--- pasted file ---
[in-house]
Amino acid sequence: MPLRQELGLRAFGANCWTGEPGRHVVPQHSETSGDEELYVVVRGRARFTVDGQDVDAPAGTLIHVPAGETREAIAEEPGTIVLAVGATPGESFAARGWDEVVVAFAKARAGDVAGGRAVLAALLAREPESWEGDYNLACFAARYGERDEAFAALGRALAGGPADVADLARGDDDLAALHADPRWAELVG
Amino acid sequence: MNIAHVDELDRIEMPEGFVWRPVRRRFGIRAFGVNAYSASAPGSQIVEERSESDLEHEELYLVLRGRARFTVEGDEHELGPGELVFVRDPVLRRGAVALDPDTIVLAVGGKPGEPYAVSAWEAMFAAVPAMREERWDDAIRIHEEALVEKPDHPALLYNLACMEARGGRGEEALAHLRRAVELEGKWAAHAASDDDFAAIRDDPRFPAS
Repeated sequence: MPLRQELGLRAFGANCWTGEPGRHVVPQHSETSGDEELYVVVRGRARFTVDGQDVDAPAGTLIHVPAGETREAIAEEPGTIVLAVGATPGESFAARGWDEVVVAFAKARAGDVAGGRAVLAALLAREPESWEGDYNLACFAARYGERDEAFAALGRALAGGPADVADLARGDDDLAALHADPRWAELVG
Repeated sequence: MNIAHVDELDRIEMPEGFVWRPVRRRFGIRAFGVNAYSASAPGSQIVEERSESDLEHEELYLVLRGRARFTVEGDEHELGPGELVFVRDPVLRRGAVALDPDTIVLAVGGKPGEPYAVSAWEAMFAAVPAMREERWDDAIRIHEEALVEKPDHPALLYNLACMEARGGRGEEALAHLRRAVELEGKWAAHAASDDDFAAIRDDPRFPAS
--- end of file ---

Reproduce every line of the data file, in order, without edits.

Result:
[in-house]
Amino acid sequence: MPLRQELGLRAFGANCWTGEPGRHVVPQHSETSGDEELYVVVRGRARFTVDGQDVDAPAGTLIHVPAGETREAIAEEPGTIVLAVGATPGESFAARGWDEVVVAFAKARAGDVAGGRAVLAALLAREPESWEGDYNLACFAARYGERDEAFAALGRALAGGPADVADLARGDDDLAALHADPRWAELVG
Amino acid sequence: MNIAHVDELDRIEMPEGFVWRPVRRRFGIRAFGVNAYSASAPGSQIVEERSESDLEHEELYLVLRGRARFTVEGDEHELGPGELVFVRDPVLRRGAVALDPDTIVLAVGGKPGEPYAVSAWEAMFAAVPAMREERWDDAIRIHEEALVEKPDHPALLYNLACMEARGGRGEEALAHLRRAVELEGKWAAHAASDDDFAAIRDDPRFPAS
Repeated sequence: MPLRQELGLRAFGANCWTGEPGRHVVPQHSETSGDEELYVVVRGRARFTVDGQDVDAPAGTLIHVPAGETREAIAEEPGTIVLAVGATPGESFAARGWDEVVVAFAKARAGDVAGGRAVLAALLAREPESWEGDYNLACFAARYGERDEAFAALGRALAGGPADVADLARGDDDLAALHADPRWAELVG
Repeated sequence: MNIAHVDELDRIEMPEGFVWRPVRRRFGIRAFGVNAYSASAPGSQIVEERSESDLEHEELYLVLRGRARFTVEGDEHELGPGELVFVRDPVLRRGAVALDPDTIVLAVGGKPGEPYAVSAWEAMFAAVPAMREERWDDAIRIHEEALVEKPDHPALLYNLACMEARGGRGEEALAHLRRAVELEGKWAAHAASDDDFAAIRDDPRFPAS